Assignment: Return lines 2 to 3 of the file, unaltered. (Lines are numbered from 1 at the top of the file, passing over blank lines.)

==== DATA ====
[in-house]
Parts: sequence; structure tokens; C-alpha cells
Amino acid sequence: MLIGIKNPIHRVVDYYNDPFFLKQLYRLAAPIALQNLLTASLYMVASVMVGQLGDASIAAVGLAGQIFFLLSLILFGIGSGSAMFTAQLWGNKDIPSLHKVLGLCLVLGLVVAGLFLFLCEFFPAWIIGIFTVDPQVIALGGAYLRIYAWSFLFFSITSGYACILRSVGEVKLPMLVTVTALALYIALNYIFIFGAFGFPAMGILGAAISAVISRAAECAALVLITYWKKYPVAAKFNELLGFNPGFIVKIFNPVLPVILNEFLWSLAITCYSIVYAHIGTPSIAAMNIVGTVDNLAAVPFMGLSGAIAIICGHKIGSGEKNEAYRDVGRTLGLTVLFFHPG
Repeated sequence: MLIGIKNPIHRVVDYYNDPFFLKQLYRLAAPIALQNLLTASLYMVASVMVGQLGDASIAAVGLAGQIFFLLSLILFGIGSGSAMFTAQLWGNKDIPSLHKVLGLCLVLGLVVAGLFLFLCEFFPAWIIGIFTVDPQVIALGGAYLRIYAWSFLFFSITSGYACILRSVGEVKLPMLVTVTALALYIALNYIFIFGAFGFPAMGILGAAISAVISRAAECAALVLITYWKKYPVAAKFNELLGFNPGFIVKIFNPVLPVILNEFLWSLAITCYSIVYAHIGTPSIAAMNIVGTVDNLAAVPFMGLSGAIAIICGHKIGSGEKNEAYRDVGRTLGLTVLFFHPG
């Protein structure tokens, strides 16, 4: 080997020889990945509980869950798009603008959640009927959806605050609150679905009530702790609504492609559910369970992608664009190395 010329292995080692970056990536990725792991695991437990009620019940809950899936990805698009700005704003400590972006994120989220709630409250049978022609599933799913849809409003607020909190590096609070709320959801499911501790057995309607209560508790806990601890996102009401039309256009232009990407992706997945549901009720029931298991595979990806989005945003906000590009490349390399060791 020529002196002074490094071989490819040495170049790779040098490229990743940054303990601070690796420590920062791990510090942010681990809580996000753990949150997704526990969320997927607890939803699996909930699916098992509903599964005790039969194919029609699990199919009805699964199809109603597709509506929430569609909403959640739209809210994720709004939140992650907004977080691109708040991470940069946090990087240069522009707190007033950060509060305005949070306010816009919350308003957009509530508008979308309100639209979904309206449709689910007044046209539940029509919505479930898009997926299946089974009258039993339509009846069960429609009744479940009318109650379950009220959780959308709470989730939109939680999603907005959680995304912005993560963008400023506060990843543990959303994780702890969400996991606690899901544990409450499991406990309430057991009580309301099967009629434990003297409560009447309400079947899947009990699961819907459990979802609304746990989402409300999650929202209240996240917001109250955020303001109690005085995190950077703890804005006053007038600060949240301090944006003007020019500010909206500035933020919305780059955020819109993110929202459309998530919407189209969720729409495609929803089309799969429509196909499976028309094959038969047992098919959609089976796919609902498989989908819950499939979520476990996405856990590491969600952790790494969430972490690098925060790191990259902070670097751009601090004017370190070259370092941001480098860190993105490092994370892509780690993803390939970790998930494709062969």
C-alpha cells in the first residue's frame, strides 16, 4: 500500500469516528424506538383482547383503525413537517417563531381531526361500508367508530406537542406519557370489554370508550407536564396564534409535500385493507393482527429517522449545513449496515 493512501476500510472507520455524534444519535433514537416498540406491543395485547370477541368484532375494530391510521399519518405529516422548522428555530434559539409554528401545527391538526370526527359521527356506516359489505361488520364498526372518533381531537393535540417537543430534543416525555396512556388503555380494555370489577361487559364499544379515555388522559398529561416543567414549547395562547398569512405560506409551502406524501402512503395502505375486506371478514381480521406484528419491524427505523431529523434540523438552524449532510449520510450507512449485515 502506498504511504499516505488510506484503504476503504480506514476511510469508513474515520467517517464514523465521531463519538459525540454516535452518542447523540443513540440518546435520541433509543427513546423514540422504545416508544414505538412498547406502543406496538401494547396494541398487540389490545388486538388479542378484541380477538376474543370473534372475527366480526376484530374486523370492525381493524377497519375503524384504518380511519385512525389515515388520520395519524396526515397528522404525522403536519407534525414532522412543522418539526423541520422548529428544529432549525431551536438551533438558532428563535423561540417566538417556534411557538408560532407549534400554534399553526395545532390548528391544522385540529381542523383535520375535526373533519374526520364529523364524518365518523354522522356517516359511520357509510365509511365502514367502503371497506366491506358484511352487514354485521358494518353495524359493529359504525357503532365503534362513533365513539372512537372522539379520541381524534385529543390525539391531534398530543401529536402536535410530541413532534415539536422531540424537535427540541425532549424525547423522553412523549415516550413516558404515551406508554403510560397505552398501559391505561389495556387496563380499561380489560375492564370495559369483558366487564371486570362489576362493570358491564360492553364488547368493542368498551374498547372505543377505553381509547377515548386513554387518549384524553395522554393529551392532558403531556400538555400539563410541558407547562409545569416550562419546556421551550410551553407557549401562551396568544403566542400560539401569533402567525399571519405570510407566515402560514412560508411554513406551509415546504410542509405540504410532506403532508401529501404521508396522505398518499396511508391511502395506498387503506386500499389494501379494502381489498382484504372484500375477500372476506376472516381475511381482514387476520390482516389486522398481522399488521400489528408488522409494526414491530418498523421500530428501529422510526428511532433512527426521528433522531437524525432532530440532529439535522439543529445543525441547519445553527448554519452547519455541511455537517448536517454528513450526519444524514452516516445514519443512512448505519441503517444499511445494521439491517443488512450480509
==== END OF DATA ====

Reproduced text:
Parts: sequence; structure tokens; C-alpha cells
Amino acid sequence: MLIGIKNPIHRVVDYYNDPFFLKQLYRLAAPIALQNLLTASLYMVASVMVGQLGDASIAAVGLAGQIFFLLSLILFGIGSGSAMFTAQLWGNKDIPSLHKVLGLCLVLGLVVAGLFLFLCEFFPAWIIGIFTVDPQVIALGGAYLRIYAWSFLFFSITSGYACILRSVGEVKLPMLVTVTALALYIALNYIFIFGAFGFPAMGILGAAISAVISRAAECAALVLITYWKKYPVAAKFNELLGFNPGFIVKIFNPVLPVILNEFLWSLAITCYSIVYAHIGTPSIAAMNIVGTVDNLAAVPFMGLSGAIAIICGHKIGSGEKNEAYRDVGRTLGLTVLFFHPG